From Mark Roberts
Posted on April 18, 2014 at 11:59 PM
I had lessons on about ten of them on the viola along time ago, I have since worked my way through the rest and sometime later done them on the violin. Number 5 is a good place to start, it is not the easiest but if you can do that one you are ready for them, if you try it despite what Ilya says don't do the 3+1 bowing just do it as it comes and don't play harmonics near the end, those things can come later. Surprised by what Trevor says about the violin and guitar duos (opus 2 &3 if I remember), there is a lot of technically difficult things there, I have tried playing the best known one, the last, with guitarists it did not work....Remember that opus one is called caprices not etudes, perhaps this is because Paganini wanted them to sound capricious not studious, so I think that a cavalier approach to what is actually printed is ok, there is a recording that Menuhin playing the 24th which is very free.
From John Rokos
Posted on April 19, 2014 at 12:42 AM
If you steam broccoli, Biochemist Prof Elizabeth Jeffrey's advice is steam for between 3 and 4 minutes. Google her to find out more. Anyway, that's what I do with my broccoli.
And I'm sorry Laurie, but I must point out that your T-shirt could be misinterpreted - You know Paganini's activities weren't restricted to practising the violin.
From Stephen Brivati
Posted on April 19, 2014 at 4:25 AM
Please don`t bring up the cross-dressing.
Broccoli dressing is ok though.....
Looking forward to reading about laurie`s Paginini epiphany. I usually start newbies with no16.
From Suresh Brady
Posted on April 19, 2014 at 9:29 AM
I studied #14 years ago. One of the more doable ones I think and highly recommended.
From Trevor Jennings
Posted on April 19, 2014 at 3:52 PM
Mark, I was thinking in particular of Paganini's 36 "Lucca" Sonatas for violin and guitar, catalog nos MS 9-13. Most of these are within the capabilities of most violinists, and many are clearly based on folk tunes of the time. There are also the "Centone" Sonatas Op 64 MS112, some of which aren't too demanding, and others which are.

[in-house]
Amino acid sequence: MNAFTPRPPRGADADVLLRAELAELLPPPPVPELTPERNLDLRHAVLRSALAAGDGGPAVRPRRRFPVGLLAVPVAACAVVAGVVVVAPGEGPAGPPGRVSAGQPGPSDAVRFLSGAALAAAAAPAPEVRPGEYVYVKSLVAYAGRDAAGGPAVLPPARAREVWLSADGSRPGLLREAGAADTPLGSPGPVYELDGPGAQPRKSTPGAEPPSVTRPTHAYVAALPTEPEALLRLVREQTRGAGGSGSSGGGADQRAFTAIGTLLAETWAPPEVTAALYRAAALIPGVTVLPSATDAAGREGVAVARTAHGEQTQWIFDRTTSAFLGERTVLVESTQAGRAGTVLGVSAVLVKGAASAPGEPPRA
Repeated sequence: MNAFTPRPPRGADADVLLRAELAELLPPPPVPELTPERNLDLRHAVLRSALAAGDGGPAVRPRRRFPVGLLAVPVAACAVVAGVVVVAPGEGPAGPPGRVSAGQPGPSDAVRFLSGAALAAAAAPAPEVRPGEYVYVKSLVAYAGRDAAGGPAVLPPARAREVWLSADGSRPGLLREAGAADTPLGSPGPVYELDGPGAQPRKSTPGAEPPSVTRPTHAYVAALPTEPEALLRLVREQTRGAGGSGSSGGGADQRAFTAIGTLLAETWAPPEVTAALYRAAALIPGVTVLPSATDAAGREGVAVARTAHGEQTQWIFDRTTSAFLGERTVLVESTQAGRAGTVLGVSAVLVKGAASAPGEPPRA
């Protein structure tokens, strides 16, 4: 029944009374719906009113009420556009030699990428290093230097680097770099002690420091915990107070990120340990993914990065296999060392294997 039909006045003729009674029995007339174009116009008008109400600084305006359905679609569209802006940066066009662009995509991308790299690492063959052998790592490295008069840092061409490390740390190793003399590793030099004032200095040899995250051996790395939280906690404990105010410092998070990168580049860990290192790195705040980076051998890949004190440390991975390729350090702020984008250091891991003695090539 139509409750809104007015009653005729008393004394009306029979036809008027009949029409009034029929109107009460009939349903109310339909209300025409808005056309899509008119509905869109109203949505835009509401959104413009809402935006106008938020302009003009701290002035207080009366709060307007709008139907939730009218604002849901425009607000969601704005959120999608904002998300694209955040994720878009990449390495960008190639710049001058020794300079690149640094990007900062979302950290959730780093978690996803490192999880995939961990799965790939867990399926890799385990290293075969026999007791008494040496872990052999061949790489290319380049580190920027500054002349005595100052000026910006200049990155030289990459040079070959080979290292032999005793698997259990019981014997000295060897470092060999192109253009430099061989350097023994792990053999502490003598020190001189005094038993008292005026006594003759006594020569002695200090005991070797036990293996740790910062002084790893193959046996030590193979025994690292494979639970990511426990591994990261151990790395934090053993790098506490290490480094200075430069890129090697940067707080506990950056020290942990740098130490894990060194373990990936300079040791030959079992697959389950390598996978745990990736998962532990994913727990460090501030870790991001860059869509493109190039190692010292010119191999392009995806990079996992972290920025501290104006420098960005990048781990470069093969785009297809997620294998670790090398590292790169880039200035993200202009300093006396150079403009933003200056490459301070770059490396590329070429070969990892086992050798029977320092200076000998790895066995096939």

The Op 2 and 3 Sonatas you mentioned are cataloged MS26 and MS27 respectively, and I agree, they are generally not for the faint-hearted. There is another set of "Lucca" sonatas, confusingly also referenced as Op 3, but their catalog number is MS133. Yet another set of "Lucca" sonatas is Op 8, MS134.

The scores of some of the above are available on IMSLP/Petrucci. Others are not so easily obtainable, and for those it may be necessary to search in national library archives, such as the British Library, Library of Congress, or Bibliotheque Nationale, and try to get a loan or photocopy.

From Stephen Brivati
Posted on April 19, 2014 at 8:57 PM
if you check out Turban violin you can find an interview on YouTube wither great German violinist playing and dicussing the caprices, no 1 mostly.
very germane (if you'll forgive the pun) to this discussion.
Turban is a wonderful player and musician but unfortunately after hearing ilyas version I am having trouble with it being played any other way:(
From Paul Deck
Posted on April 19, 2014 at 11:26 PM
I appreciate Buri's suggestion to start with No. 16, and perhaps I will look at it. But since I can only play six or seven of the Kreutzer etudes to my own satisfaction, I don't have high hopes.

I'm with Kevin Keating. If the purpose of learning left hand pizzicato is so that you can play Paganini Caprices, y'all can have it.

Posted on April 20, 2014 at 4:36 AM
I agree with the "just do it" comment! I absolutely love Gringolts and was in awe when I heard him play in Taipei recently. Had to pick up the shattered pieces of my jawbone from the floor after the concert. But don't let anyone who plays perfectly tell you that you shouldn't try. You only live once. For me, I still have dreams!